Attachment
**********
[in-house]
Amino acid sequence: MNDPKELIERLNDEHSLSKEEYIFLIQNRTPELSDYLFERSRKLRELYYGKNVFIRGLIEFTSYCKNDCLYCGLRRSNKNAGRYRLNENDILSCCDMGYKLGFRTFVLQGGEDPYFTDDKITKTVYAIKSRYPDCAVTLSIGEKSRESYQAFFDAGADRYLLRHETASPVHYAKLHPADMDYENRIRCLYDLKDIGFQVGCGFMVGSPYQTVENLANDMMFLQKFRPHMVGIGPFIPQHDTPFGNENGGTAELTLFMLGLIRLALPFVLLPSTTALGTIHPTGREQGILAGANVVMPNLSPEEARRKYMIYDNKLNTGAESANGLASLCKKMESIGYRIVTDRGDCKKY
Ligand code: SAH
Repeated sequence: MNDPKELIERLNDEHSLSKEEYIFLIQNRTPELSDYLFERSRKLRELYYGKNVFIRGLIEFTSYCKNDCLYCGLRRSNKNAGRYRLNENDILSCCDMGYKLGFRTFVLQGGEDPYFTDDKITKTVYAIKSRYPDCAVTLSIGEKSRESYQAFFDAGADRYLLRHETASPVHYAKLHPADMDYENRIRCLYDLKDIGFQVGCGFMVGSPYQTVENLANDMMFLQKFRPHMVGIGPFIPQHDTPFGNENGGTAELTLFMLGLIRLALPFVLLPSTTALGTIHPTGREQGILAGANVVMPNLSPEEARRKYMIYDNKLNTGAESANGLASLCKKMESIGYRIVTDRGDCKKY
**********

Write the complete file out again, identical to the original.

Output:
[in-house]
Amino acid sequence: MNDPKELIERLNDEHSLSKEEYIFLIQNRTPELSDYLFERSRKLRELYYGKNVFIRGLIEFTSYCKNDCLYCGLRRSNKNAGRYRLNENDILSCCDMGYKLGFRTFVLQGGEDPYFTDDKITKTVYAIKSRYPDCAVTLSIGEKSRESYQAFFDAGADRYLLRHETASPVHYAKLHPADMDYENRIRCLYDLKDIGFQVGCGFMVGSPYQTVENLANDMMFLQKFRPHMVGIGPFIPQHDTPFGNENGGTAELTLFMLGLIRLALPFVLLPSTTALGTIHPTGREQGILAGANVVMPNLSPEEARRKYMIYDNKLNTGAESANGLASLCKKMESIGYRIVTDRGDCKKY
Ligand code: SAH
Repeated sequence: MNDPKELIERLNDEHSLSKEEYIFLIQNRTPELSDYLFERSRKLRELYYGKNVFIRGLIEFTSYCKNDCLYCGLRRSNKNAGRYRLNENDILSCCDMGYKLGFRTFVLQGGEDPYFTDDKITKTVYAIKSRYPDCAVTLSIGEKSRESYQAFFDAGADRYLLRHETASPVHYAKLHPADMDYENRIRCLYDLKDIGFQVGCGFMVGSPYQTVENLANDMMFLQKFRPHMVGIGPFIPQHDTPFGNENGGTAELTLFMLGLIRLALPFVLLPSTTALGTIHPTGREQGILAGANVVMPNLSPEEARRKYMIYDNKLNTGAESANGLASLCKKMESIGYRIVTDRGDCKKY